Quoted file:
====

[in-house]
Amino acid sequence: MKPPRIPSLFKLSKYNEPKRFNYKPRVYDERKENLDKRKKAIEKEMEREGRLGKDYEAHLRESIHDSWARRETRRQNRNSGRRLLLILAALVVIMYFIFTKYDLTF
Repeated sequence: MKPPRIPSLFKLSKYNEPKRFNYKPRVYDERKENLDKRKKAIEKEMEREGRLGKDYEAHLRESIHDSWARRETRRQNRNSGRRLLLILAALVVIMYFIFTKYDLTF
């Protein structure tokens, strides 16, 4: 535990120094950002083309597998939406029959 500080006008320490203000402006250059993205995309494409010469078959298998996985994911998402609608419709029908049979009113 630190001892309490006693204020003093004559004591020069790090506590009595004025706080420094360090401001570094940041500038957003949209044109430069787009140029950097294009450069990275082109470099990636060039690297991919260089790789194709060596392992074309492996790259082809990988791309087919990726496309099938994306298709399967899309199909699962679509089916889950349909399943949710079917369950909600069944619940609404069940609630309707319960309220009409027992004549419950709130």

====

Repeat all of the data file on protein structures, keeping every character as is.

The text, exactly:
[in-house]
Amino acid sequence: MKPPRIPSLFKLSKYNEPKRFNYKPRVYDERKENLDKRKKAIEKEMEREGRLGKDYEAHLRESIHDSWARRETRRQNRNSGRRLLLILAALVVIMYFIFTKYDLTF
Repeated sequence: MKPPRIPSLFKLSKYNEPKRFNYKPRVYDERKENLDKRKKAIEKEMEREGRLGKDYEAHLRESIHDSWARRETRRQNRNSGRRLLLILAALVVIMYFIFTKYDLTF
């Protein structure tokens, strides 16, 4: 535990120094950002083309597998939406029959 500080006008320490203000402006250059993205995309494409010469078959298998996985994911998402609608419709029908049979009113 630190001892309490006693204020003093004559004591020069790090506590009595004025706080420094360090401001570094940041500038957003949209044109430069787009140029950097294009450069990275082109470099990636060039690297991919260089790789194709060596392992074309492996790259082809990988791309087919990726496309099938994306298709399967899309199909699962679509089916889950349909399943949710079917369950909600069944619940609404069940609630309707319960309220009409027992004549419950709130």